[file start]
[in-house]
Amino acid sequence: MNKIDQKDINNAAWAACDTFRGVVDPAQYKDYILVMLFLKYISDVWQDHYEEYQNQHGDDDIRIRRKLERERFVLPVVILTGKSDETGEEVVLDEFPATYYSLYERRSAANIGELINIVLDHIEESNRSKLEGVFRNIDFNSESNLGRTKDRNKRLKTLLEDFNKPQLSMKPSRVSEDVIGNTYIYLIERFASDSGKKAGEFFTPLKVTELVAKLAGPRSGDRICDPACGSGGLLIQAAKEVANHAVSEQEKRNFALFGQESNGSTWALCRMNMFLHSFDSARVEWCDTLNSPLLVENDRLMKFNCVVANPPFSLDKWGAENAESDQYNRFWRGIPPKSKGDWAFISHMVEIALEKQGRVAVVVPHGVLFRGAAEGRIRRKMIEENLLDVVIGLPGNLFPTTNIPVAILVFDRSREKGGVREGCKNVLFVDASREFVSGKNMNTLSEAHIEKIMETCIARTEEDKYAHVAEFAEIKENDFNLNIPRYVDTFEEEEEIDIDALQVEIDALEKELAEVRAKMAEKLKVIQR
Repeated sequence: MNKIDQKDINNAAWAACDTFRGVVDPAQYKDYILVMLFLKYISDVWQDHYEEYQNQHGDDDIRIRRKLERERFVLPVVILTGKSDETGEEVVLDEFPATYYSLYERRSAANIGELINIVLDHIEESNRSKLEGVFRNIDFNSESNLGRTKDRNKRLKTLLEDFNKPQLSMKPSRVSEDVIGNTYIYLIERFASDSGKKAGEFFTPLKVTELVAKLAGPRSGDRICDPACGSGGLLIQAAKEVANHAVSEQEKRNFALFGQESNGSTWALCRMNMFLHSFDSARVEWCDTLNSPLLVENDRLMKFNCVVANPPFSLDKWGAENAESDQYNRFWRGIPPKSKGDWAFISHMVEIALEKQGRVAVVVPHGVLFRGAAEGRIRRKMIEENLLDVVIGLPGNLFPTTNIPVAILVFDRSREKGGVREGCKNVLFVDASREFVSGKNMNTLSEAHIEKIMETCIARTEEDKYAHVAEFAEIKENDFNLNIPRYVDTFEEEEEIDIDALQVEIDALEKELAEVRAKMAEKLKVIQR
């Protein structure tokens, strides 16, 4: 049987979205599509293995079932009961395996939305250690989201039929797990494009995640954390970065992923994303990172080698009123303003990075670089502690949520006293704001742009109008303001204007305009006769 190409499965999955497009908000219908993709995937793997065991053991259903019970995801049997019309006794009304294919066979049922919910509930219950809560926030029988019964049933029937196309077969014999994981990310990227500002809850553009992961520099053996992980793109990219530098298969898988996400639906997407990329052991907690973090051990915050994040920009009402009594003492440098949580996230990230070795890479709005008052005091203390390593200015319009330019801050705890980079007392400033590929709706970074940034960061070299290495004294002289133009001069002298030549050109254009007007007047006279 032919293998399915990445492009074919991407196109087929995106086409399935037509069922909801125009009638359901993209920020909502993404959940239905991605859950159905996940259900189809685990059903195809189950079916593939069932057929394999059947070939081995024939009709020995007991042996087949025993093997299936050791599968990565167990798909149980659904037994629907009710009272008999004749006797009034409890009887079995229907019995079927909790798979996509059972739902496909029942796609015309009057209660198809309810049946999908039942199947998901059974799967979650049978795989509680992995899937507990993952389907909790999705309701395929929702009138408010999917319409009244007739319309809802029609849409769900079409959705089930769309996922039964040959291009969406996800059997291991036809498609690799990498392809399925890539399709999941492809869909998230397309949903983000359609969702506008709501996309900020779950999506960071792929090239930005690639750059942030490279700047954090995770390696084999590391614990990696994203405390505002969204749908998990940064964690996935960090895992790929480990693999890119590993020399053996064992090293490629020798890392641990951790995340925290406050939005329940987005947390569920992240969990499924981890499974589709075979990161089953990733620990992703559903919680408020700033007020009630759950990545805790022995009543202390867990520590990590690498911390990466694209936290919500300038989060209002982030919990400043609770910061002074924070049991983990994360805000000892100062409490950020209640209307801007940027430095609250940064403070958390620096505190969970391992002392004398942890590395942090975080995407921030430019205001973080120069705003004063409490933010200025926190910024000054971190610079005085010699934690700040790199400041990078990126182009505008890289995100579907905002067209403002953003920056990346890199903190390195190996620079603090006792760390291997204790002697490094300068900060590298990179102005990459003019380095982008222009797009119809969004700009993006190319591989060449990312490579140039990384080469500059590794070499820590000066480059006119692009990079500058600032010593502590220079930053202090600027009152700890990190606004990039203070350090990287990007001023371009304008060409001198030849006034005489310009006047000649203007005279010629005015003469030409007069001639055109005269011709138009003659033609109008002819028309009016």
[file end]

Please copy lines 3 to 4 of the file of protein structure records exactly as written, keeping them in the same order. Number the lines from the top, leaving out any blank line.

Repeated sequence: MNKIDQKDINNAAWAACDTFRGVVDPAQYKDYILVMLFLKYISDVWQDHYEEYQNQHGDDDIRIRRKLERERFVLPVVILTGKSDETGEEVVLDEFPATYYSLYERRSAANIGELINIVLDHIEESNRSKLEGVFRNIDFNSESNLGRTKDRNKRLKTLLEDFNKPQLSMKPSRVSEDVIGNTYIYLIERFASDSGKKAGEFFTPLKVTELVAKLAGPRSGDRICDPACGSGGLLIQAAKEVANHAVSEQEKRNFALFGQESNGSTWALCRMNMFLHSFDSARVEWCDTLNSPLLVENDRLMKFNCVVANPPFSLDKWGAENAESDQYNRFWRGIPPKSKGDWAFISHMVEIALEKQGRVAVVVPHGVLFRGAAEGRIRRKMIEENLLDVVIGLPGNLFPTTNIPVAILVFDRSREKGGVREGCKNVLFVDASREFVSGKNMNTLSEAHIEKIMETCIARTEEDKYAHVAEFAEIKENDFNLNIPRYVDTFEEEEEIDIDALQVEIDALEKELAEVRAKMAEKLKVIQR
């Protein structure tokens, strides 16, 4: 049987979205599509293995079932009961395996939305250690989201039929797990494009995640954390970065992923994303990172080698009123303003990075670089502690949520006293704001742009109008303001204007305009006769 190409499965999955497009908000219908993709995937793997065991053991259903019970995801049997019309006794009304294919066979049922919910509930219950809560926030029988019964049933029937196309077969014999994981990310990227500002809850553009992961520099053996992980793109990219530098298969898988996400639906997407990329052991907690973090051990915050994040920009009402009594003492440098949580996230990230070795890479709005008052005091203390390593200015319009330019801050705890980079007392400033590929709706970074940034960061070299290495004294002289133009001069002298030549050109254009007007007047006279 032919293998399915990445492009074919991407196109087929995106086409399935037509069922909801125009009638359901993209920020909502993404959940239905991605859950159905996940259900189809685990059903195809189950079916593939069932057929394999059947070939081995024939009709020995007991042996087949025993093997299936050791599968990565167990798909149980659904037994629907009710009272008999004749006797009034409890009887079995229907019995079927909790798979996509059972739902496909029942796609015309009057209660198809309810049946999908039942199947998901059974799967979650049978795989509680992995899937507990993952389907909790999705309701395929929702009138408010999917319409009244007739319309809802029609849409769900079409959705089930769309996922039964040959291009969406996800059997291991036809498609690799990498392809399925890539399709999941492809869909998230397309949903983000359609969702506008709501996309900020779950999506960071792929090239930005690639750059942030490279700047954090995770390696084999590391614990990696994203405390505002969204749908998990940064964690996935960090895992790929480990693999890119590993020399053996064992090293490629020798890392641990951790995340925290406050939005329940987005947390569920992240969990499924981890499974589709075979990161089953990733620990992703559903919680408020700033007020009630759950990545805790022995009543202390867990520590990590690498911390990466694209936290919500300038989060209002982030919990400043609770910061002074924070049991983990994360805000000892100062409490950020209640209307801007940027430095609250940064403070958390620096505190969970391992002392004398942890590395942090975080995407921030430019205001973080120069705003004063409490933010200025926190910024000054971190610079005085010699934690700040790199400041990078990126182009505008890289995100579907905002067209403002953003920056990346890199903190390195190996620079603090006792760390291997204790002697490094300068900060590298990179102005990459003019380095982008222009797009119809969004700009993006190319591989060449990312490579140039990384080469500059590794070499820590000066480059006119692009990079500058600032010593502590220079930053202090600027009152700890990190606004990039203070350090990287990007001023371009304008060409001198030849006034005489310009006047000649203007005279010629005015003469030409007069001639055109005269011709138009003659033609109008002819028309009016």